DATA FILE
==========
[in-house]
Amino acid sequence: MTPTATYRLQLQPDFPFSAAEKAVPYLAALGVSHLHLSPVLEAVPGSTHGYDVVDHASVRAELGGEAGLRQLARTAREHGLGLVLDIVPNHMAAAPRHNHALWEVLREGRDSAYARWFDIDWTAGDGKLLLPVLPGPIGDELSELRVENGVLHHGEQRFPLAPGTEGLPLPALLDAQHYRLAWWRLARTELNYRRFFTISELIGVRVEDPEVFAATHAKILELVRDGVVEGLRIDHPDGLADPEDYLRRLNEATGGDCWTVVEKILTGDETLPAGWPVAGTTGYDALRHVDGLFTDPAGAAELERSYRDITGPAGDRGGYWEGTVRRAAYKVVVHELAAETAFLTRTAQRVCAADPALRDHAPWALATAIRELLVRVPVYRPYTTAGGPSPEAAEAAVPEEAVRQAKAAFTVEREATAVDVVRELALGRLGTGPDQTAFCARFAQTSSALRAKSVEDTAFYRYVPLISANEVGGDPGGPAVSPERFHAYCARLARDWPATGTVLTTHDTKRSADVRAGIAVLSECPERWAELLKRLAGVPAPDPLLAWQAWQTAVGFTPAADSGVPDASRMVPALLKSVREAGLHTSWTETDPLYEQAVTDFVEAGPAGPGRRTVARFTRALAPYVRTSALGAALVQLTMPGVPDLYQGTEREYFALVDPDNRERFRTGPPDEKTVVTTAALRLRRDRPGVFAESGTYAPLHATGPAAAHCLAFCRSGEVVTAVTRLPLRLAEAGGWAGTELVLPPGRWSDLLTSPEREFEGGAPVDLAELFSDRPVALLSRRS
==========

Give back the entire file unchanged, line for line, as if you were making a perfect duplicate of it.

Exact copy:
[in-house]
Amino acid sequence: MTPTATYRLQLQPDFPFSAAEKAVPYLAALGVSHLHLSPVLEAVPGSTHGYDVVDHASVRAELGGEAGLRQLARTAREHGLGLVLDIVPNHMAAAPRHNHALWEVLREGRDSAYARWFDIDWTAGDGKLLLPVLPGPIGDELSELRVENGVLHHGEQRFPLAPGTEGLPLPALLDAQHYRLAWWRLARTELNYRRFFTISELIGVRVEDPEVFAATHAKILELVRDGVVEGLRIDHPDGLADPEDYLRRLNEATGGDCWTVVEKILTGDETLPAGWPVAGTTGYDALRHVDGLFTDPAGAAELERSYRDITGPAGDRGGYWEGTVRRAAYKVVVHELAAETAFLTRTAQRVCAADPALRDHAPWALATAIRELLVRVPVYRPYTTAGGPSPEAAEAAVPEEAVRQAKAAFTVEREATAVDVVRELALGRLGTGPDQTAFCARFAQTSSALRAKSVEDTAFYRYVPLISANEVGGDPGGPAVSPERFHAYCARLARDWPATGTVLTTHDTKRSADVRAGIAVLSECPERWAELLKRLAGVPAPDPLLAWQAWQTAVGFTPAADSGVPDASRMVPALLKSVREAGLHTSWTETDPLYEQAVTDFVEAGPAGPGRRTVARFTRALAPYVRTSALGAALVQLTMPGVPDLYQGTEREYFALVDPDNRERFRTGPPDEKTVVTTAALRLRRDRPGVFAESGTYAPLHATGPAAAHCLAFCRSGEVVTAVTRLPLRLAEAGGWAGTELVLPPGRWSDLLTSPEREFEGGAPVDLAELFSDRPVALLSRRS